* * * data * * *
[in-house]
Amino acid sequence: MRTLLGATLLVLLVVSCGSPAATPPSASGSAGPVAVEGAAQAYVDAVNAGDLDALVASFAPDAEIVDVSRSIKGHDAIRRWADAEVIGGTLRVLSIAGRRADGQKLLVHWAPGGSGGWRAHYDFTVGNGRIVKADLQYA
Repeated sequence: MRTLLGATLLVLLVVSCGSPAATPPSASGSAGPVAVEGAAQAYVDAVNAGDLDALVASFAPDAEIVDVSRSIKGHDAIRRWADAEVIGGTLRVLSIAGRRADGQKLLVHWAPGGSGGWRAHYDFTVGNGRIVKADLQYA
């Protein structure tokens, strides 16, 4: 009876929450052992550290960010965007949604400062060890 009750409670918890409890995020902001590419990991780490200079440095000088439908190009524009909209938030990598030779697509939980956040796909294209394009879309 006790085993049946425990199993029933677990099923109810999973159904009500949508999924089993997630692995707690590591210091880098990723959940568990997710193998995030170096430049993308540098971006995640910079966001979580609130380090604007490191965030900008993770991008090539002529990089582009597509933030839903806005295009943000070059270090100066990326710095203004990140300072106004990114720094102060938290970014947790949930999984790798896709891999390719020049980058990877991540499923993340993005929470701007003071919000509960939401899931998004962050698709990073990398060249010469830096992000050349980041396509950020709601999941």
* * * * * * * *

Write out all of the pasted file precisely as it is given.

[in-house]
Amino acid sequence: MRTLLGATLLVLLVVSCGSPAATPPSASGSAGPVAVEGAAQAYVDAVNAGDLDALVASFAPDAEIVDVSRSIKGHDAIRRWADAEVIGGTLRVLSIAGRRADGQKLLVHWAPGGSGGWRAHYDFTVGNGRIVKADLQYA
Repeated sequence: MRTLLGATLLVLLVVSCGSPAATPPSASGSAGPVAVEGAAQAYVDAVNAGDLDALVASFAPDAEIVDVSRSIKGHDAIRRWADAEVIGGTLRVLSIAGRRADGQKLLVHWAPGGSGGWRAHYDFTVGNGRIVKADLQYA
């Protein structure tokens, strides 16, 4: 009876929450052992550290960010965007949604400062060890 009750409670918890409890995020902001590419990991780490200079440095000088439908190009524009909209938030990598030779697509939980956040796909294209394009879309 006790085993049946425990199993029933677990099923109810999973159904009500949508999924089993997630692995707690590591210091880098990723959940568990997710193998995030170096430049993308540098971006995640910079966001979580609130380090604007490191965030900008993770991008090539002529990089582009597509933030839903806005295009943000070059270090100066990326710095203004990140300072106004990114720094102060938290970014947790949930999984790798896709891999390719020049980058990877991540499923993340993005929470701007003071919000509960939401899931998004962050698709990073990398060249010469830096992000050349980041396509950020709601999941």